A rundown of the primary position battles and where they stand heading down the stretch:
The most important non-pitching position on the field in manager Mike Scioscia's view appears to be firmly in the hands of Jeff Mathis and Bobby Wilson. Both veterans have performed with confidence and generated offense, while young Hank Conger appears ticketed for a return to Triple-A Salt Lake for more seasoning.
Mathis, widely criticized over the winter by media and fans for his offensive deficiencies, has responded nicely to the challenge. His fractured right wrist fully healed after causing his 2010 season to crash just as it was taking off, Mathis is showing a strong, accurate arm along with his familiar high-quality defensive skills.
Through nine Cactus League games, he's batting a solid .333 with .429 slugging and .364 on-base marks. He has struck out only three times in 21 at-bats, making consistent contact with a more compact swing with an emphasis on firing off his back side.
Wilson has been one of the stories of the spring, from the moment of his arrival when he turned heads with his impressive new physique. The 33 pounds he shed over the winter have taken him down to 210 and lifted his game immeasurably in every respect. He's quicker behind the plate, quicker with his stroke, quicker on the bases ... quicker everywhere but to the dining room.
After playing only 40 games last season as the third catcher, Wilson, with his .524 average heading into Tuesday's game against the Padres, looks like a guy who could handle whatever comes his way. His self-confidence is mirrored in the esteem Scioscia clearly holds for his across-the-board skills.
Conger has struggled to find his power stroke with only one of his four hits in 22 at-bats going for extra bases. The kid can hit -- nobody questions that. His defense this spring has been solid, but Scioscia likes his receivers to play more than Conger has in the Minor Leagues. A return to Salt Lake for everyday work would have him ready should the need arise in Anaheim.
The three-way competition among Maicer Izturis, Alberto Callaspo and Brandon Wood has not lifted their performance levels, making this the biggest concern on the club at this point.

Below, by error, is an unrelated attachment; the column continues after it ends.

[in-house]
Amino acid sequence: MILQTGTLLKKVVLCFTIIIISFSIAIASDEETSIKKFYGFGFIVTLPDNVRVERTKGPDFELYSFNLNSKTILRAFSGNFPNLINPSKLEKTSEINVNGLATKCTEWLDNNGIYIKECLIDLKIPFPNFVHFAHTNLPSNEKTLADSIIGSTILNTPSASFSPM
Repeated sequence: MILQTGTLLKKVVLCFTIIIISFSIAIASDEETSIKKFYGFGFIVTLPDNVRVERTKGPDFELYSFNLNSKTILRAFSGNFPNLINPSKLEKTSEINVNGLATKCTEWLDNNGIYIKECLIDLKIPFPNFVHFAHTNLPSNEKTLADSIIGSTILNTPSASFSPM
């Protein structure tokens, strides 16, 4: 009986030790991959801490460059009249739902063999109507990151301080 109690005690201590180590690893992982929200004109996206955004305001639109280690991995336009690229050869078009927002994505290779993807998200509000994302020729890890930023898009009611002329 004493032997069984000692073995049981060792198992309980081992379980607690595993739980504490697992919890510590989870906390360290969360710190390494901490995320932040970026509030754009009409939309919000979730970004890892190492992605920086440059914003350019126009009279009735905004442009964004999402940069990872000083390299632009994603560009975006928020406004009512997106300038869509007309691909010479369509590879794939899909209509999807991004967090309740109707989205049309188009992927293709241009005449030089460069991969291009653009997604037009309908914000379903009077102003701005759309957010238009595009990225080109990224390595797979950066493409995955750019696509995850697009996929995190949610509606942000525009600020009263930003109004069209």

Izturis' injury history -- nine trips to the disabled list in six seasons with the Angels -- makes it difficult to lean on him as a regular, even though he has the tools and attitude to be an efficient leadoff man and third baseman. He desperately wants to be an everyday player -- maybe too desperately. He's hitting .200 with a .286 OBP through nine spring games.
Callaspo has hit .310 with a .310 OBP and .310 slugging mark -- nine singles in 29 at-bats. He doesn't bring speed and is not quite as adept with the glove as Izturis and Wood.
Wood remains the mystery man. He came to camp with a confident demeanor, convinced he'd found his stroke over the winter with an emphasis on his lower half. But his struggles -- .167 batting average, .306 slugging percentage -- look like a continuation of last season, and that's troubling.
Wood has the ability to play three positions well -- third, shortstop and first. Clubs hate to part with young talents with huge upsides, knowing the light might go on elsewhere and everything falls in place. But the Angels might have no choice but to move or release him if they decide to carry 12 pitchers and need Mark Trumbo -- and his booming spring bat -- as support for first baseman Kendrys Morales.
All of a sudden, with Oakland's Andrew Bailey experiencing arm issues and Texas' Neftali Feliz looking like a potential lights-out starter, the Angels aren't the only American League West club with ninth-inning uncertainties.
Fernando Rodney's spring has been unfortunately similar to his September -- too many baserunners for comfort. While Rodney remains the favorite with his experience, the options are plentiful behind him.
Jordan Walden, Scott Downs, Hisanori Takahashi and Michael Kohn have had superb springs, and Kevin Jepsen remains squarely in the picture. Jason Bulger and Rich Thompson, both bidding to make the roster with no Minor League options left, also have done first-rate work.
There are lefties and righties, veterans and young guns forming a wide range of choices for Scioscia.
Overall, the bullpen looks deeper and more versatile than it has in several years. The next two weeks could serve to identify the ninth-inning man -- or they could go into the season with Rodney and see how he fares before going to Plan B.